- About us
- News and events
- Collaboration and partners
- Contact information
- Lift area
The School of Science, as part of Aalto University, aims to change the world for the better through its internationally-acclaimed and high-level research and by making a significant impact on society in a variety of ways.
At the school, the research carried out meets the highest of international scientific standards in our focus areas and scientific and technological applications on the basis of research findings are developed. The school is an important research partner and has strong connections with many international networks.
The research environments provide access to cutting-edge equipment for neuroimaging (Aalto NeuroImaging), nano-sized structures and materials (Otaniemi Micro and Nanotechnologies), and a low-temperature research facility (Low Temperature Laboratory). (link to research environment) All three of the research infrastructures were approved as part of Finland's national strategy and roadmap for research infrastructures 2014–2020.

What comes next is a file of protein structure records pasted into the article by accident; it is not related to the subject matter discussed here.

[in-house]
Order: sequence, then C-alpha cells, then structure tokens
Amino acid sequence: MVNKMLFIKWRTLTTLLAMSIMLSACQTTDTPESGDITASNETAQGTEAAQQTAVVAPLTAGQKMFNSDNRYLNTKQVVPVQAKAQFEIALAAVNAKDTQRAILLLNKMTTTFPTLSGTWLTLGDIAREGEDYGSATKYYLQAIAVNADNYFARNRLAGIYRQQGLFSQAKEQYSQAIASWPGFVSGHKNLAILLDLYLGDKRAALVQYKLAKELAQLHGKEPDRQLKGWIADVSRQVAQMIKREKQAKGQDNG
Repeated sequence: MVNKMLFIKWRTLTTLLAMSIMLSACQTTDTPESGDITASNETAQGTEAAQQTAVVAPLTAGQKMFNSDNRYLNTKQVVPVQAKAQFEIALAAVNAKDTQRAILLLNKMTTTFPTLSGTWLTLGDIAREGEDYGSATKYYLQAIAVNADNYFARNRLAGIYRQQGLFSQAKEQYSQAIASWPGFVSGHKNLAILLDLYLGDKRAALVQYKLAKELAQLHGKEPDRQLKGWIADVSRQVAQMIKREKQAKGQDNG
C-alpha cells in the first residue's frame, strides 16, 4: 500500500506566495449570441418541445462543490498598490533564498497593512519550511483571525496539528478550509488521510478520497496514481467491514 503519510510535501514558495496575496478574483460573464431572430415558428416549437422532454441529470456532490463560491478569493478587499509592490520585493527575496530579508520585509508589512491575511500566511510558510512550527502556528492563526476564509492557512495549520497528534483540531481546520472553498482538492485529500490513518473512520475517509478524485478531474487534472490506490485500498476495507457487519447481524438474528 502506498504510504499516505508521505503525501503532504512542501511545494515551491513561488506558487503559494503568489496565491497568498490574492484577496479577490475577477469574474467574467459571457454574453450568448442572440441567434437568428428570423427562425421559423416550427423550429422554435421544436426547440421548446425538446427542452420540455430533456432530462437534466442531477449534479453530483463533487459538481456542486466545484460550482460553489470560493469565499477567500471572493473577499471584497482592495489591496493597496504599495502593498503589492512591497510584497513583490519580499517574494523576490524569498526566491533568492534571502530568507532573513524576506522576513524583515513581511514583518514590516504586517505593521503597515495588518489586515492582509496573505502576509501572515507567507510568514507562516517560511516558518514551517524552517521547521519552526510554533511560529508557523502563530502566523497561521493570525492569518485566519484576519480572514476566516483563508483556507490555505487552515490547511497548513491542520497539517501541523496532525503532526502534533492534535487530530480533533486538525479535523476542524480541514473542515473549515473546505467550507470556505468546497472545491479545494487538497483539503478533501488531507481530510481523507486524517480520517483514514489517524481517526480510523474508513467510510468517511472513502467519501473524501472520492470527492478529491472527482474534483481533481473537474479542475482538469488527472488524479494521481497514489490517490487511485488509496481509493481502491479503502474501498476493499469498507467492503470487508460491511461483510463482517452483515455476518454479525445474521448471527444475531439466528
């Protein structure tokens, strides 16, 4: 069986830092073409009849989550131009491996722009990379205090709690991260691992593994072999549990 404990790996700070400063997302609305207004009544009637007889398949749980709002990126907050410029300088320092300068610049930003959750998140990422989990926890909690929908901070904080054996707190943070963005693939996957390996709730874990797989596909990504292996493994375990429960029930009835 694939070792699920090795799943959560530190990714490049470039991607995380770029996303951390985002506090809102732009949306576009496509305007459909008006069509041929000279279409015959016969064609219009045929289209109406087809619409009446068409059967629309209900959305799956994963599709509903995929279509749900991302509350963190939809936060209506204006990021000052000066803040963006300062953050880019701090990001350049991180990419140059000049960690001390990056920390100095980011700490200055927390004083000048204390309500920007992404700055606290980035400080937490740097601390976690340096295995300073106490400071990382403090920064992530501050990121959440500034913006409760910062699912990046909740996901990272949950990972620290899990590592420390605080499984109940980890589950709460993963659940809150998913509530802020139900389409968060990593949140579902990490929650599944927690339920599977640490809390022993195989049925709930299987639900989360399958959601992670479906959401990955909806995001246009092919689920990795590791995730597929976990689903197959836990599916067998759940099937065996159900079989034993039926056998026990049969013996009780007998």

The school has its own areas of emphasis. The School of Science is also responsible for the provision of basic teaching in mathematics, physics, information technology, computer science, industrial engineering and management offered to students at all of Aalto University's technology-oriented schools.
Moreover, the school is committed to having an active role in society and promoting the societal effectiveness of research findings at both a national and international level. During the last twenty years, the school has generated approximately 100 patents and tens of research-based enterprises.
Around 3 500 students are taught by the School of Science. Over 250 master's degree students and 90 doctoral candidates graduate from the school every year.In total, there are 1 500 members of academic staff at the school, of which 110 are professors, 400 are doctoral candidates, and other research and teaching personnel 600.
Page content by: viestinta-sci [at] aalto [dot] fi (School of Science Communications) | Last updated: 12.09.2014.